New Orleans-Based Urban South Brewery Calls it Quits on Houston Taproom

Urban South beers

 

Urban South Brewery, which started in New Orleans, announced today on social media that it is shuttering its Houston taproom. It opened on May 2019 in Sawyer Yards at 1200 Oliver. 

Urban South, known for year-round beer offerings such as Lime Cucumber Goze, Holy Roller Grapefruit IPA, Who Dat Golden Ale, as well as Paradise Park hard seltzers and whimsical seasonal selections like Rocket Pop, a fruited sour gose, posted the following goodbye for its fans: 

“Sad News, Houston!

It is with a bittersweet feeling that we announce the closing of our beloved Houston taproom starting today. While we bid farewell to our cozy space, rest assured that Urban South beers will continue to be brewed out of the original New Orleans location and still be readily available across Houston through distribution channels.

To our incredible patrons: thank you for your unwavering support and for making our taproom a home away from home. Your enthusiasm has been the heart and soul of our journey, and we’re excited to continue sharing our brews with you in new and exciting ways.

Join us in raising a glass to the memories made, the friendships formed, and the exciting adventures yet to come.”

So, unfortunately, Urban South Brewery fans who want to relax with beers fresh from the taps will have to visit New Orleans for that experience. (That said, an excuse to visit New Orleans isn’t a bad thing.)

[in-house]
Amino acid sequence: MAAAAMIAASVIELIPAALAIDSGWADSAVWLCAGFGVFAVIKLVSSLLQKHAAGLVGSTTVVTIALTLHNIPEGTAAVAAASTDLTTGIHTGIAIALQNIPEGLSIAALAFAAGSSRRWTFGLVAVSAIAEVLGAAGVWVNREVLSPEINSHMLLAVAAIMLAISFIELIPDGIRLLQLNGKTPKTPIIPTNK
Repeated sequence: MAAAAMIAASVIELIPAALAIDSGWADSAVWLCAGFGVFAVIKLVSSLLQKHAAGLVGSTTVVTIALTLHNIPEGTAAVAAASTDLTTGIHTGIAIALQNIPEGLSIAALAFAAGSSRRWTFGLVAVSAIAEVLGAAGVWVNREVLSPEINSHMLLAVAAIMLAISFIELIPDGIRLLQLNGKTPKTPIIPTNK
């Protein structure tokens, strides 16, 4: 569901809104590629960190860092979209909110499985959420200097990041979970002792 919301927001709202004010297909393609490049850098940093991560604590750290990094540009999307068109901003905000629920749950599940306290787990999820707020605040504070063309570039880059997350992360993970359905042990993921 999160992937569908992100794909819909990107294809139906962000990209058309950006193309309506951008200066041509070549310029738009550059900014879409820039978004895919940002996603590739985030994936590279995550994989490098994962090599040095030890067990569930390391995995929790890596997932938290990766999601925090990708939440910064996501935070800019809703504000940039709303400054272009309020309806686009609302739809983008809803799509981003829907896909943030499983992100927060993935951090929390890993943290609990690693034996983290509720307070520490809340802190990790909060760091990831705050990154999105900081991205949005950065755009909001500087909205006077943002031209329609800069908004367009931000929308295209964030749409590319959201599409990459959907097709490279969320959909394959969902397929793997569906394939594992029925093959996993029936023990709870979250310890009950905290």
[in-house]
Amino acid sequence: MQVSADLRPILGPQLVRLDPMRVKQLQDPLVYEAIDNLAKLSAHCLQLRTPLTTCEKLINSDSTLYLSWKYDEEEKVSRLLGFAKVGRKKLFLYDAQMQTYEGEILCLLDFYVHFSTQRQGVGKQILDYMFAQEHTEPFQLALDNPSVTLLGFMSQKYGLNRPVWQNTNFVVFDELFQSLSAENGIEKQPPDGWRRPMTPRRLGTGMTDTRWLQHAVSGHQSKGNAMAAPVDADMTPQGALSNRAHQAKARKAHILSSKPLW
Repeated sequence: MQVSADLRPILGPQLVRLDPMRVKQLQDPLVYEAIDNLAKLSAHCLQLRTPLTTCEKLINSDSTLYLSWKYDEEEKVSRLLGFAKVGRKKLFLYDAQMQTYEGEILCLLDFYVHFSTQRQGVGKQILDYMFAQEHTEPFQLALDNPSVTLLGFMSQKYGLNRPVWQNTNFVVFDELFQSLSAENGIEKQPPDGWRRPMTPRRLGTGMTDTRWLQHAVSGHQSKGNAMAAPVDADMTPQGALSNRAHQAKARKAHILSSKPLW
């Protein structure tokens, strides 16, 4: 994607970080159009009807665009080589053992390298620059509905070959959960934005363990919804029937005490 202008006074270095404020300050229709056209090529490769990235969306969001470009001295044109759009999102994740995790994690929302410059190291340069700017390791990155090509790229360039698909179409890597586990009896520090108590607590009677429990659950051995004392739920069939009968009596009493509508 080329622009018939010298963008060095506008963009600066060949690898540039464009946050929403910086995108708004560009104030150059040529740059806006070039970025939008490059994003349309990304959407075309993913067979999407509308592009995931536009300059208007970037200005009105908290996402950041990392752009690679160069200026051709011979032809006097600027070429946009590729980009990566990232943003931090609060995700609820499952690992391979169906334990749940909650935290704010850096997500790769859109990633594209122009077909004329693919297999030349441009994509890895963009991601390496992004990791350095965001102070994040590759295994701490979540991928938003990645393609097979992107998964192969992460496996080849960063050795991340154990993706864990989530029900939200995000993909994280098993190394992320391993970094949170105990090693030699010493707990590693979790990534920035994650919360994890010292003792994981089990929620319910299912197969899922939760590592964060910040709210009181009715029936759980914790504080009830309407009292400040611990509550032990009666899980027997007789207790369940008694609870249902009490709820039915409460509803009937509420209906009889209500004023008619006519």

This closing is the latest in what seems to be a clear contraction in the craft beer market. Other craft breweries that have shuttered recently in the Greater Houston area include Ingenious Brewing, Bakfish Brewery in Pearland and Buffalo Bayou Brewing Company, just to name a few. 

Urban South Brewery
Urban South Brewery in New Orleans. Photo by Jamie Alvear

On the other hand, Saint Arnold Brewing Company is about to celebrate its 30th anniversary, so perhaps the takeaway is that sizable craft breweries with solid distribution channels are going to be fine. Those that do not already have these factors in place probably don’t have a great chance. It definitely seems to be a survival-of-the-fittest moment for Houston’s craft beer industry. 

If you love your small, local brewery, now is a good time to visit. 

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